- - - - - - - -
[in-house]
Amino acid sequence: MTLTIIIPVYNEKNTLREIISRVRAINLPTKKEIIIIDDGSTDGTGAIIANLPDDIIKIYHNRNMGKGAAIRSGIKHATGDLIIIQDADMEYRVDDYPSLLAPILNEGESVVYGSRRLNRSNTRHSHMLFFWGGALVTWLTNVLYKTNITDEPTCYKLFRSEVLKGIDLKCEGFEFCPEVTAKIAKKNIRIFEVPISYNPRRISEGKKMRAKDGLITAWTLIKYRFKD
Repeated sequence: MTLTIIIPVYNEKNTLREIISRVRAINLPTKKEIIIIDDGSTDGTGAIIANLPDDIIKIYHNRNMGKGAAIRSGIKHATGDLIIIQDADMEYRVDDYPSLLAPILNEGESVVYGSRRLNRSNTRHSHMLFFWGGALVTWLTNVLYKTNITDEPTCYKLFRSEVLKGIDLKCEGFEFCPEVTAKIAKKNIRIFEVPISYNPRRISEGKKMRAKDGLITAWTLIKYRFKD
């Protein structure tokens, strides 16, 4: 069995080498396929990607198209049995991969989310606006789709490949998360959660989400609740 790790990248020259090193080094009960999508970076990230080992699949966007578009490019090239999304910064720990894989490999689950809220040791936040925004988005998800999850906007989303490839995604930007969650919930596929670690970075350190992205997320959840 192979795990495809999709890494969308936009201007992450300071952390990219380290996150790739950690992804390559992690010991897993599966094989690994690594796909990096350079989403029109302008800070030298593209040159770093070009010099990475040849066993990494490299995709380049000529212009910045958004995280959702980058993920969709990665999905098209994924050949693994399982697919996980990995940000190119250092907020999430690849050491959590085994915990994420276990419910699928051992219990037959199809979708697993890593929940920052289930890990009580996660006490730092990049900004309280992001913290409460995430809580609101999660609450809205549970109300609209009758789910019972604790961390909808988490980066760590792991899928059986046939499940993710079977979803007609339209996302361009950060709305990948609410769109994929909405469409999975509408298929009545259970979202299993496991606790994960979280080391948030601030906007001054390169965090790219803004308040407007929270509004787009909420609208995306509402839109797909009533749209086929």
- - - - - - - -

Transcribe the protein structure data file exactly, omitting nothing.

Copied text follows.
[in-house]
Amino acid sequence: MTLTIIIPVYNEKNTLREIISRVRAINLPTKKEIIIIDDGSTDGTGAIIANLPDDIIKIYHNRNMGKGAAIRSGIKHATGDLIIIQDADMEYRVDDYPSLLAPILNEGESVVYGSRRLNRSNTRHSHMLFFWGGALVTWLTNVLYKTNITDEPTCYKLFRSEVLKGIDLKCEGFEFCPEVTAKIAKKNIRIFEVPISYNPRRISEGKKMRAKDGLITAWTLIKYRFKD
Repeated sequence: MTLTIIIPVYNEKNTLREIISRVRAINLPTKKEIIIIDDGSTDGTGAIIANLPDDIIKIYHNRNMGKGAAIRSGIKHATGDLIIIQDADMEYRVDDYPSLLAPILNEGESVVYGSRRLNRSNTRHSHMLFFWGGALVTWLTNVLYKTNITDEPTCYKLFRSEVLKGIDLKCEGFEFCPEVTAKIAKKNIRIFEVPISYNPRRISEGKKMRAKDGLITAWTLIKYRFKD
């Protein structure tokens, strides 16, 4: 069995080498396929990607198209049995991969989310606006789709490949998360959660989400609740 790790990248020259090193080094009960999508970076990230080992699949966007578009490019090239999304910064720990894989490999689950809220040791936040925004988005998800999850906007989303490839995604930007969650919930596929670690970075350190992205997320959840 192979795990495809999709890494969308936009201007992450300071952390990219380290996150790739950690992804390559992690010991897993599966094989690994690594796909990096350079989403029109302008800070030298593209040159770093070009010099990475040849066993990494490299995709380049000529212009910045958004995280959702980058993920969709990665999905098209994924050949693994399982697919996980990995940000190119250092907020999430690849050491959590085994915990994420276990419910699928051992219990037959199809979708697993890593929940920052289930890990009580996660006490730092990049900004309280992001913290409460995430809580609101999660609450809205549970109300609209009758789910019972604790961390909808988490980066760590792991899928059986046939499940993710079977979803007609339209996302361009950060709305990948609410769109994929909405469409999975509408298929009545259970979202299993496991606790994960979280080391948030601030906007001054390169965090790219803004308040407007929270509004787009909420609208995306509402839109797909009533749209086929």